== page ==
( Week 1 of Nov 2014 )
Interview: Daniella Martin and eating bugs
Michael Jude Peter Barnes (legacy)
That interview made me hungry but Cicadas and Asparagus with Aioli that's disgusting. I can't stand asparagus.
Having worked in the UK meat industry, it amuses me people get squeamish about these kind of things. If you knew what happens before most industrialised food hits your plate, I think a lot of people would starve very quickly. On the plus side the peak meat issue would solve itself.
I have a question, and it's been on my mind for awhile. How does land use and energy density compare between farming bugs as food and pure vegetable farming of higher protein plants like soy beans? I'm a vegetarian too, apparently for similar reasons to Greg. I'd like to be responsible about what I eat in as much as is reasonably possible. I haven't been able to find much good information on bugs vs soy. Does anyone have any numbers I can crunch?
PS: seriously Dan? A powerline adapter? Try an AC router with a 5.0GHz band. It's much faster, has fantastic range and barely anyone uses 5.0GHz yet, so interference is minimal. Check the Asus AC68U, worth every penny.
Greg Wah (legacy)
I wasn't sure how to answer your question so I ran it past Daniella Martin. Here's her response.
Well, this is kind of a toughie. From my understanding, there isn't a solid equivalency, protein-wise, between plants and animals. For one thing, the amino acid profiles are proportionally different. Second, insects, like other animals, are trophic level 2-3, in that they concentrate plant (and sometimes other animal) matter into animal tissue. Finally, I don't think there is sufficient data yet in terms of protein-production-per-acre for insects, as they are just too new. Here in the US, we have only one functioning human-grade bug farm so far, and it just opened this year. By contrast, soybeans have been farmed all over the world for decades, so much has gone into learning about and increasing their efficiency.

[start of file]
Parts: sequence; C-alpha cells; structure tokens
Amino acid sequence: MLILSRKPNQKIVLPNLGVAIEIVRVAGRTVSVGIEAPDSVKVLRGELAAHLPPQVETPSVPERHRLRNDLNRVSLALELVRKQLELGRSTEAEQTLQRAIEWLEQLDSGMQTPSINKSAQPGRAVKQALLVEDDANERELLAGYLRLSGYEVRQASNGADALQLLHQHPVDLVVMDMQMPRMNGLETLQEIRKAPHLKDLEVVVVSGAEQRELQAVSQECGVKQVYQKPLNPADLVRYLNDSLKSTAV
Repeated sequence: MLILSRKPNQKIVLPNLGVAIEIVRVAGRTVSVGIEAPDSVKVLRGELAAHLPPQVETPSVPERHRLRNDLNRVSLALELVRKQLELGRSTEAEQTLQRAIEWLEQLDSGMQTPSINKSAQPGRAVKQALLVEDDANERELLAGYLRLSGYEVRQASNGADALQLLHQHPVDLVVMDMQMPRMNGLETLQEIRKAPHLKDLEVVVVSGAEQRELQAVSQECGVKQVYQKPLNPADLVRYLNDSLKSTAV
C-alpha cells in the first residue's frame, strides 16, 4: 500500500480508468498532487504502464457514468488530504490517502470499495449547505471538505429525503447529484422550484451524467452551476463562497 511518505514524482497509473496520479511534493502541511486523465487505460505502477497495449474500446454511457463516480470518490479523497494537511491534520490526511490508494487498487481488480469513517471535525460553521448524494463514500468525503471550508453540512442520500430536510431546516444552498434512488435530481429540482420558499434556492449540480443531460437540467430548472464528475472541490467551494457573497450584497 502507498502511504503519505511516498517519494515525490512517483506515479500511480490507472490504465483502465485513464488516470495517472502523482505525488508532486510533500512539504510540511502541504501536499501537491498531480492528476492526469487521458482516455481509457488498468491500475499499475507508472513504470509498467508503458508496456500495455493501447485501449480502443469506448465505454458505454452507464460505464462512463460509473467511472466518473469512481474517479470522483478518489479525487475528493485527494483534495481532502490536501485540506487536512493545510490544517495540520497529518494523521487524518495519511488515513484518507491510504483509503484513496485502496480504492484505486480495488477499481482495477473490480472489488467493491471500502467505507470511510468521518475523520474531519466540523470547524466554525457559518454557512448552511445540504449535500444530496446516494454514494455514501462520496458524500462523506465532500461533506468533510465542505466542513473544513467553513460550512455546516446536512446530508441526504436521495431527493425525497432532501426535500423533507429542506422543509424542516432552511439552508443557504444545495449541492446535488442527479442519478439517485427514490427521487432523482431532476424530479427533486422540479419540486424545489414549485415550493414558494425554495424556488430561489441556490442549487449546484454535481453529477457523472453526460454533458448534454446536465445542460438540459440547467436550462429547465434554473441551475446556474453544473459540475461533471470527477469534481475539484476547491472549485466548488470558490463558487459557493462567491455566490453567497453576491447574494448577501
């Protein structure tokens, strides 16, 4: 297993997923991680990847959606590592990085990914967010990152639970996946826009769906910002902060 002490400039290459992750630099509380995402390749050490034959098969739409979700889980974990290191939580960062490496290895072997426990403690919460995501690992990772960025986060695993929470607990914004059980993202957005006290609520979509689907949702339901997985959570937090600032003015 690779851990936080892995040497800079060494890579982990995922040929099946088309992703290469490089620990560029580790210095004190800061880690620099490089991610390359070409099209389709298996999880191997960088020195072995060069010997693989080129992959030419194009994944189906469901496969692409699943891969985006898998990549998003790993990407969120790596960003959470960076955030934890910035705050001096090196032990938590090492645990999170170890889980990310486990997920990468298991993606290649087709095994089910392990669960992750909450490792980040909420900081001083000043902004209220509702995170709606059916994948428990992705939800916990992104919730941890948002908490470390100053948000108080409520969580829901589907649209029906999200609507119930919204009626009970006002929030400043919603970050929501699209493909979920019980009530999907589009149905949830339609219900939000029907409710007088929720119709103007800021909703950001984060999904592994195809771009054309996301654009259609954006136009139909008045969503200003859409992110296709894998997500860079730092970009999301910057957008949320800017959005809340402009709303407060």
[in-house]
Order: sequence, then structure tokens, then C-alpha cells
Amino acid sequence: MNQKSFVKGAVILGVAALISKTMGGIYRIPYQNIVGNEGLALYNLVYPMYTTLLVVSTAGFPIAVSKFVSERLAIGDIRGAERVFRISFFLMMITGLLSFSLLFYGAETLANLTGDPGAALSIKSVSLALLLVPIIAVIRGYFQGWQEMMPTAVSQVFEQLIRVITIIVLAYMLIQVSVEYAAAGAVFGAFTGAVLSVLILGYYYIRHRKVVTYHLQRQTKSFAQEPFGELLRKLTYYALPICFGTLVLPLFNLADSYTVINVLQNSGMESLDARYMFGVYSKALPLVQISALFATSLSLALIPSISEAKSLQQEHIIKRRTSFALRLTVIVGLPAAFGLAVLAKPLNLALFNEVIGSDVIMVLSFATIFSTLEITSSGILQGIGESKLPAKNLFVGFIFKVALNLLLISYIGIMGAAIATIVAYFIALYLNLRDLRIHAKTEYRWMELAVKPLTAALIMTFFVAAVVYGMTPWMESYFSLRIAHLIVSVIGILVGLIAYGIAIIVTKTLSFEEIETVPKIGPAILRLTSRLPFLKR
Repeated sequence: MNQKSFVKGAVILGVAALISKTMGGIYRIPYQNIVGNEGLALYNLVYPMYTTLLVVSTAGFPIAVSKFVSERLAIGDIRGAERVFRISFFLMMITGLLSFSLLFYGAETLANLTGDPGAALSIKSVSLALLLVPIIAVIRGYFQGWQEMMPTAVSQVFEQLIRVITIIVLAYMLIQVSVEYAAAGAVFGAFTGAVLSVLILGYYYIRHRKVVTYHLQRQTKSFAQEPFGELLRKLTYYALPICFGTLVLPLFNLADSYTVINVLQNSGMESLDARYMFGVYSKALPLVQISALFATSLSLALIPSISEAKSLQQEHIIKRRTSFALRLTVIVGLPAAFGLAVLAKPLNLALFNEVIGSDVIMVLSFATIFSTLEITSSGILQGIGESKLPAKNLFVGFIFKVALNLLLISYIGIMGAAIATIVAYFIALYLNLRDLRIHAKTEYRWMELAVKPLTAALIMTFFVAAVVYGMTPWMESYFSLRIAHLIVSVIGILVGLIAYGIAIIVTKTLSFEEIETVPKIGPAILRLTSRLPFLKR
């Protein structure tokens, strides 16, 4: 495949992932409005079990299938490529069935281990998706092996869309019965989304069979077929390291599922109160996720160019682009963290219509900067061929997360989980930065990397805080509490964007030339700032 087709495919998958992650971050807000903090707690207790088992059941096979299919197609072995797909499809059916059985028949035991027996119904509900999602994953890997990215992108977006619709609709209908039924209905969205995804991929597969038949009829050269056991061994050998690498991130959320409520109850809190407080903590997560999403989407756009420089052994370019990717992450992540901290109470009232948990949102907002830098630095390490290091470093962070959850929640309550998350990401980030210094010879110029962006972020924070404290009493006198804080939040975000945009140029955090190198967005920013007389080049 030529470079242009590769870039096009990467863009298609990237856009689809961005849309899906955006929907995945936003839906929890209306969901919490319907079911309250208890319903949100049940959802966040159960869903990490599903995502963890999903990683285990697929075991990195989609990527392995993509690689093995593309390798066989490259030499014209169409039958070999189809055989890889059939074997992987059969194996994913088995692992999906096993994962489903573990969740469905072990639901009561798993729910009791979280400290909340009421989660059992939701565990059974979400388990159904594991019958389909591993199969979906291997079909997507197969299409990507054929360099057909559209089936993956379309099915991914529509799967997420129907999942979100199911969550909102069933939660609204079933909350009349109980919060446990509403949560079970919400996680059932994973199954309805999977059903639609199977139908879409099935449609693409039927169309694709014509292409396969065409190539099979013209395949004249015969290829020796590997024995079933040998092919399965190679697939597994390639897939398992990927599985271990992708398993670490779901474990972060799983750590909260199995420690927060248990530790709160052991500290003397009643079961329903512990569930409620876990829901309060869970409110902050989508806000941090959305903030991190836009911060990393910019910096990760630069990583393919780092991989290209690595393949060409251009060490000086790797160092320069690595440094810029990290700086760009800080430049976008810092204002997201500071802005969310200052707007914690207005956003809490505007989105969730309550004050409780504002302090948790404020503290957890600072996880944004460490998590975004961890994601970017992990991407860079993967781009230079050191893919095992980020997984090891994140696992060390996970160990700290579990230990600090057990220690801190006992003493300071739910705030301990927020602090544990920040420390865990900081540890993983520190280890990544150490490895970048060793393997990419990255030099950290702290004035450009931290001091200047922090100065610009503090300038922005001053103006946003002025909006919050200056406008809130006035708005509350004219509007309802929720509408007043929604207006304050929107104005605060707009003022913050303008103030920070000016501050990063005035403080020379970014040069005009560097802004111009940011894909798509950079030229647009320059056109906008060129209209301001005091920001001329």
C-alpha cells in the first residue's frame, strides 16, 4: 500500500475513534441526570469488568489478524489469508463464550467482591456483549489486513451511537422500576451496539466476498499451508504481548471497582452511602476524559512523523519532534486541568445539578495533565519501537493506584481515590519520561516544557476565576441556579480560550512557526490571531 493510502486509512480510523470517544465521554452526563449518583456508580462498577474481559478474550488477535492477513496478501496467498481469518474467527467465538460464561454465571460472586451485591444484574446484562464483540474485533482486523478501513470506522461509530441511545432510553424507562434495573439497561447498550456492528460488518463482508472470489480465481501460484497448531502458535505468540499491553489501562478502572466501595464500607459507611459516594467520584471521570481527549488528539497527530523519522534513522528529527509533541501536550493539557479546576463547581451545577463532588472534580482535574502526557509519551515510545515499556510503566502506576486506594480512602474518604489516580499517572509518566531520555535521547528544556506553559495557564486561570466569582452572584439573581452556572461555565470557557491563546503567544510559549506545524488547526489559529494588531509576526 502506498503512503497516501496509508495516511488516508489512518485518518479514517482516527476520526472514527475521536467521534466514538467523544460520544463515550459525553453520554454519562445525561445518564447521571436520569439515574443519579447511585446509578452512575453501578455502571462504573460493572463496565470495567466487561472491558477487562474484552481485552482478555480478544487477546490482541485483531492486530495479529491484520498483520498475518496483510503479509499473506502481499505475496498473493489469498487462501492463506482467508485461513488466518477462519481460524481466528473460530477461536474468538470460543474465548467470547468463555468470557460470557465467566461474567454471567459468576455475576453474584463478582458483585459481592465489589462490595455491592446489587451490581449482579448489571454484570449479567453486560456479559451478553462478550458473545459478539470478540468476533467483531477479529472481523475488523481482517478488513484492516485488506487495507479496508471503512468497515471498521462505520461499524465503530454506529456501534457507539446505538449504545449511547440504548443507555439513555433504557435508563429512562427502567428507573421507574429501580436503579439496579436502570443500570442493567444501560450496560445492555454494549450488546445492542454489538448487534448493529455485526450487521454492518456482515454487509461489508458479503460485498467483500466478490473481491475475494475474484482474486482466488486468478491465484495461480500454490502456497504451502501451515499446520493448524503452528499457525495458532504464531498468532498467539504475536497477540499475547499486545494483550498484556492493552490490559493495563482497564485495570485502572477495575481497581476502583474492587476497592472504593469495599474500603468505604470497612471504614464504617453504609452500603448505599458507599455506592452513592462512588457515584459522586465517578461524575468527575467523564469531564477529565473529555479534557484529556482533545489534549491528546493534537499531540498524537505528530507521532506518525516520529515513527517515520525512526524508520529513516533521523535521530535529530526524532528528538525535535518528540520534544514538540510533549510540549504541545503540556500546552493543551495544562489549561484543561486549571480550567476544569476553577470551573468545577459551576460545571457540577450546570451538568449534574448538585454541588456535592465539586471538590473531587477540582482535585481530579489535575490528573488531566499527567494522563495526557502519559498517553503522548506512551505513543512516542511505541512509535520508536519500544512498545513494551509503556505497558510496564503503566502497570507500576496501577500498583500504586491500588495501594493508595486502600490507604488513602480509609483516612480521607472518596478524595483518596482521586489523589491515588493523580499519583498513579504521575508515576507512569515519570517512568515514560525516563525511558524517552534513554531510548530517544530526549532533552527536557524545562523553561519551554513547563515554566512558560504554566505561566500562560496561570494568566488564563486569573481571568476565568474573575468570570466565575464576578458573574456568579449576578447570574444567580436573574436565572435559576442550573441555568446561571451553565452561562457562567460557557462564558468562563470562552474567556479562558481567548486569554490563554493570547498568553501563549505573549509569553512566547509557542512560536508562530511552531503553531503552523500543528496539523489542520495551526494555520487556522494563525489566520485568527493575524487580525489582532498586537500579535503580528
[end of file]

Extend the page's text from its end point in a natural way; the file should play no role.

So I guess the bottom-line answer, to my knowledge, is that we just don't know yet.
Daniella Martin firstname.lastname@example.org www.girlmeetsbug.com Author, Edible: An Adventure into the World of Eating Insects and the Last Great Hope to Save the Planet"
Cool! Thanks very much Greg! I'm really interested to see how this plays out, I'll keep an eye out for new studies on the topic.
Dan Beeston (legacy)
My problem isn't bandwidth speed so much as it is reliability. I've got a brand new Airport Extreme but three walls is too much for it to punch through effectively. The powerline adapter does 20 GBs per second which is fine for me at this point as my Internet is half that.
Yeah power lines do actually work quite well, I used one for quite awhile. I've switched to that AC router now, but it's a great solution for when your microwaves aren't wavy enough. The old power lines used to burn out after awhile, but the new ones seem to work without a problem.
Greg Wah (legacy)
Interested in eating insects? Like chips? Then maybe crisps based on cricket flour is for you?
They will be available worldwide in February 2015
Europe is just starting up an industrial scale insect farming company, if anyone wants in on the ground floor: https://www.symbid.com/ideas/6157-invest-in-food-of-the-future So it looks like it's slowly gaining tractiong.
It's funny how it's hard to tell what's a cultural preference, and what's a personal preference when it comes to food. Not eating bugs is a cultural prejudice. One I'm ridding myself of surprisingly easily. Let me know how you go with it :)
If it was a cottage industry, then it would be super efficient, because the bugs would just eat your vege scraps, and then you'd eat the bugs. Like keeping a few chickens in the back yard, but in a terrarium on your table instead.